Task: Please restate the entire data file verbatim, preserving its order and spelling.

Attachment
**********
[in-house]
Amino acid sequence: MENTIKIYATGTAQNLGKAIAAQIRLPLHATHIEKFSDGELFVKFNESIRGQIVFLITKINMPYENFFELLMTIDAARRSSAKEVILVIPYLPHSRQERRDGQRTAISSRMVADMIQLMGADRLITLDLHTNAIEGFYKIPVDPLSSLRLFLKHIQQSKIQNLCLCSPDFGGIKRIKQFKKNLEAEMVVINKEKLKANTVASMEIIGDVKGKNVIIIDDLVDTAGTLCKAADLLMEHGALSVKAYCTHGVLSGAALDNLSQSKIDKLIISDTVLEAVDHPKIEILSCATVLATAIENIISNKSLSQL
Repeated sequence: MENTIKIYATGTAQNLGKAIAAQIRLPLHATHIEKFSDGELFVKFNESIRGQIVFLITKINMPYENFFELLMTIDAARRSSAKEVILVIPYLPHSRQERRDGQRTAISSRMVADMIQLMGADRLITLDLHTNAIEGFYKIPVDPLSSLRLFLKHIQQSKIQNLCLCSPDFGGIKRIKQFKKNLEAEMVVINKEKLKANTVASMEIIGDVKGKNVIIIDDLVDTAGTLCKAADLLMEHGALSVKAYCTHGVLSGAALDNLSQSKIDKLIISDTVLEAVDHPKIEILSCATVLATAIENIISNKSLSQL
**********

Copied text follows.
[in-house]
Amino acid sequence: MENTIKIYATGTAQNLGKAIAAQIRLPLHATHIEKFSDGELFVKFNESIRGQIVFLITKINMPYENFFELLMTIDAARRSSAKEVILVIPYLPHSRQERRDGQRTAISSRMVADMIQLMGADRLITLDLHTNAIEGFYKIPVDPLSSLRLFLKHIQQSKIQNLCLCSPDFGGIKRIKQFKKNLEAEMVVINKEKLKANTVASMEIIGDVKGKNVIIIDDLVDTAGTLCKAADLLMEHGALSVKAYCTHGVLSGAALDNLSQSKIDKLIISDTVLEAVDHPKIEILSCATVLATAIENIISNKSLSQL
Repeated sequence: MENTIKIYATGTAQNLGKAIAAQIRLPLHATHIEKFSDGELFVKFNESIRGQIVFLITKINMPYENFFELLMTIDAARRSSAKEVILVIPYLPHSRQERRDGQRTAISSRMVADMIQLMGADRLITLDLHTNAIEGFYKIPVDPLSSLRLFLKHIQQSKIQNLCLCSPDFGGIKRIKQFKKNLEAEMVVINKEKLKANTVASMEIIGDVKGKNVIIIDDLVDTAGTLCKAADLLMEHGALSVKAYCTHGVLSGAALDNLSQSKIDKLIISDTVLEAVDHPKIEILSCATVLATAIENIISNKSLSQL